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In our recent study Perceptions and Understanding of Money – 2020, we surveyed Americans to gauge how well they understand the mechanisms of money, including phenomena like interest rates. We hope this “Everything You Need to Know” series will help improve understanding of money-related topics and issues that could not be more relevant today.

Hopefully this particular topic will keep you interested.

What is interest?

The way to explain interest rates is to first define interest. Interest is the amount you are charged for borrowing money, or vice versa, the amount you receive for lending money.

Interest costs may be charged if:

  • You have student loans
  • You have a credit card (or 15)
  • You have a mortgage
  • You have a business loan
  • You have a personal loan

You may also be the beneficiary of the interest. You can collect interest on:

  • A personal loan that you have provided to a friend, family member or colleague
  • Savings that you have in a bank, as you are expected to lend the amount of your investment to the bank
  • Any bonds you own
  • Investments in money market accounts
  • Funds in your retirement account (s)

From the investor’s or lender’s perspective, the interest rate is good. You may find it less beneficial if someone earns interest on your borrowed money. Either way, interest is woven into the fabric of the economy as we know it.

What do interest rates mean?

Interest rates are the percentage you are charged (usually on an annual basis) for borrowed money. Alternatively, it is the rate you get for lending money.

Wait, can’t I earn interest simply by putting my money in the bank?

Yes, you can, but technically you are lending that money to the bank. Banks are free to lend your deposit (and other customers’ deposits)– you will not be bullied) and earn interest for themselves through a process known as fractional reserve banking. This means that you essentially borrow your bank money so they can lend it themselves, and you get interest to please them.

When discussing the interest rate that you as an investor receive or must pay to a lender, you need to know how the interest is calculated.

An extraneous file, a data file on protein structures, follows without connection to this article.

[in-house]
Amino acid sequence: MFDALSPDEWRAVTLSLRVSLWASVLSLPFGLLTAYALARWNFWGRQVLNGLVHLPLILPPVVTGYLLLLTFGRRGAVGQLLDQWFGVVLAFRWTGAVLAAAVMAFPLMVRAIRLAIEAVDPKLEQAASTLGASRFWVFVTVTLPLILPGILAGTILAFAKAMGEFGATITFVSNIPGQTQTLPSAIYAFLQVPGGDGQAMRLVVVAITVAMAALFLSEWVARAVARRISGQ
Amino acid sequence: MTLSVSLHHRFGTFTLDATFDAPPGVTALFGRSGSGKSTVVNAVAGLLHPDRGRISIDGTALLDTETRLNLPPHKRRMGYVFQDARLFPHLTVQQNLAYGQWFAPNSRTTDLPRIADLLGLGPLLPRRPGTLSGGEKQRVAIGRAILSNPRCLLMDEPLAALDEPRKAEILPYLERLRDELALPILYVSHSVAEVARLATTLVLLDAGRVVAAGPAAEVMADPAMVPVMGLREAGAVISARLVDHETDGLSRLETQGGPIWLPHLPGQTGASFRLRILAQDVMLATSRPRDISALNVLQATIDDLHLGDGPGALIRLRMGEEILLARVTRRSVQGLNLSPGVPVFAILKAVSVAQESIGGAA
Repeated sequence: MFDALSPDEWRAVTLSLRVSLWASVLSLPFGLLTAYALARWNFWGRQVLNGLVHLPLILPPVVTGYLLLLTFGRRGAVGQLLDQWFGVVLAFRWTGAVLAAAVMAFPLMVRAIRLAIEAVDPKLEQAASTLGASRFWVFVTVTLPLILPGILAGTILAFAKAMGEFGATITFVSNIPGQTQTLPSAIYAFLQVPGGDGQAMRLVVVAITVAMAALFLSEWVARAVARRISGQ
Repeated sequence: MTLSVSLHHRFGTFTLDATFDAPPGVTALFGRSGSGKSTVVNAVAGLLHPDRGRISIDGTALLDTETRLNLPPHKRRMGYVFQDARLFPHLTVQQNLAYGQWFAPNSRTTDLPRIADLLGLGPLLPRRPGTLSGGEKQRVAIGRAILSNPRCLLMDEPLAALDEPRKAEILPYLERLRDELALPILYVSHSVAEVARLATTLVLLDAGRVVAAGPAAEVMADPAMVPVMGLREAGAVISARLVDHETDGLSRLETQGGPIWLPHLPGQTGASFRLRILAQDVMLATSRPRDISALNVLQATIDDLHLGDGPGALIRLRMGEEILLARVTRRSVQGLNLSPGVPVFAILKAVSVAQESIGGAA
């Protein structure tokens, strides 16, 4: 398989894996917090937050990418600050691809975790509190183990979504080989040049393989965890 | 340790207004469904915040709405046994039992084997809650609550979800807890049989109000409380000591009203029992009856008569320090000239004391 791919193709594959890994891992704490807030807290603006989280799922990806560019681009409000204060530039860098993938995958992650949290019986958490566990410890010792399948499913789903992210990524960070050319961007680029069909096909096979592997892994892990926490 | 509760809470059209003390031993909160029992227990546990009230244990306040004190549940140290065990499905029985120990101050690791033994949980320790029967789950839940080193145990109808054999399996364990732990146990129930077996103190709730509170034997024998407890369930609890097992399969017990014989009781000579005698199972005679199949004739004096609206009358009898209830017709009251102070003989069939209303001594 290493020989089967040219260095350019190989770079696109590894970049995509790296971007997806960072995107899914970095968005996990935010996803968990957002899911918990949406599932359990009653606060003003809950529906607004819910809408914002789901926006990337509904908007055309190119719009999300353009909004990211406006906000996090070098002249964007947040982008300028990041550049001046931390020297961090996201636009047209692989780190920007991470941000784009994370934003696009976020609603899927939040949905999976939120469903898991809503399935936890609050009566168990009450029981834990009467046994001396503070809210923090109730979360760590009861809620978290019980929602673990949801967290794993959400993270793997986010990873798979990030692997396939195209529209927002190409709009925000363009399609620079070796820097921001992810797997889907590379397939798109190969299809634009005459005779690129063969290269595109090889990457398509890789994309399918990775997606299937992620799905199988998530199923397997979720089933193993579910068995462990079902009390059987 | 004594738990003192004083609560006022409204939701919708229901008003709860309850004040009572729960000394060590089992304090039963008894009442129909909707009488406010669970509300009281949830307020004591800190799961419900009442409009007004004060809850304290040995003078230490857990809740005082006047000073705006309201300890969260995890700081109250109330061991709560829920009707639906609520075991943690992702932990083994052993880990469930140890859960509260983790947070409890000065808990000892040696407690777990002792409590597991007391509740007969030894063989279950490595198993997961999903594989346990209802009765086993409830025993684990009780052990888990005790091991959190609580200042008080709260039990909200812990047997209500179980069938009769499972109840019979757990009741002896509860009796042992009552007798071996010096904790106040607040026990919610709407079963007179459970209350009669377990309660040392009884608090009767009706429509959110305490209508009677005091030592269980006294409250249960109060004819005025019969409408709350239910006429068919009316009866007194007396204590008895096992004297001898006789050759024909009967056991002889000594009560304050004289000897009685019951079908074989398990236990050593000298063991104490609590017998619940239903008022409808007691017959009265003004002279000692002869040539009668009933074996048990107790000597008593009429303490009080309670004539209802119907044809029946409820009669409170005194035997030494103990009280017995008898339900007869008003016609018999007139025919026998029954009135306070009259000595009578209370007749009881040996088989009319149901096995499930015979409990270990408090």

There are two primary ways to calculate interest:

  1. Simple interest
  2. Compound interest

When you are charged (or received) simple interest, you pay interest on the amount that you initially borrowed or lent. So if you borrow $ 10,000 at a rate of 10% per month, you should receive $ 1,000 per month until the loan is paid off.

When you are charged compound interest, the interest rate you pay may vary from one payment period to the next, with the cost of the additional interest being factored into your monthly (or annual) payment. So if you borrowed $ 10,000 at a monthly rate of 10%, your initial interest payment will be 10% of $ 10,000 or $ 1,000. If you don’t make your interest payment, the cost of your loan will now be $ 11,000.

With compound interest, 10% of $ 11,000 (instead of 10% of principal, $ 10,000) is now charged as interest for the following month. This means that your interest payment will increase from $ 1,000 to $ 1,100. If you were to pay simple interest, your interest payment would be $ 1,000 over the life of the loan.

Increase the amounts lent or borrowed and even the interest rate, and you have significant consequences in terms of money collected or charged to the borrower by a creditor.

Interest rates: friend or foe?

You may be in a love or hate relationship with interest rates, depending on your status as a borrower or lender, or the timing of certain investments you’ve made.

If you are a net borrower, you may dislike interest in general, and compound interest in particular. This can be especially true for people with one or more high-interest credit cards that never seem to pay them off, student loans that seem to grow rather than shrink (despite graduation being way in your rearview mirror), or other types of high interest debt.

If you’re a lender, interest can be the extra stream of income that you don’t have to work for– handing over that original loan was all you had to do. From Visa’s perspective, your debt is the loan that keeps on giving. But even as a lender or investor, interest rates can confuse you.

Imagine buying a boatload of government or corporate bonds at an interest rate of 3%, and the going rate for such bonds does not rise to 7% until a year later. You make money on interest, of course, but not nearly as much as you could have if you had kept an interest rate of 7%.

Remember, at least you are not the one paying the interest. And even when you pay interest, keep in mind that there is always someone with more debt than you (hint: it’s your government).

Interest rates, national loans and cryptocurrency

Like you, your government representatives borrow money. They just borrow a lot more of it, so much so that the total cost of their debt (interest per millisecond, of course) is over $ 26 trillion– and that’s just America.

Suppose you were personally indebted. Your credit score would be virtually nonexistent. And yet, the dollar is based on the “full trust and credit” of a government that long ago pushed its credit potential through the core of the earth.

Those who view this framework as unsustainable have turned to cryptocurrency as a new slate. No massive borrowing, no fiat currency, no unsustainable interest rates, just a peer-to-peer scarcity-based medium of exchange that once defined the US dollar (but now doesn’t). If you’re lucky, your Bitcoin can even be put together before your very eyes.

Interested in owning your own coins? Start mining Bitcoin with us!

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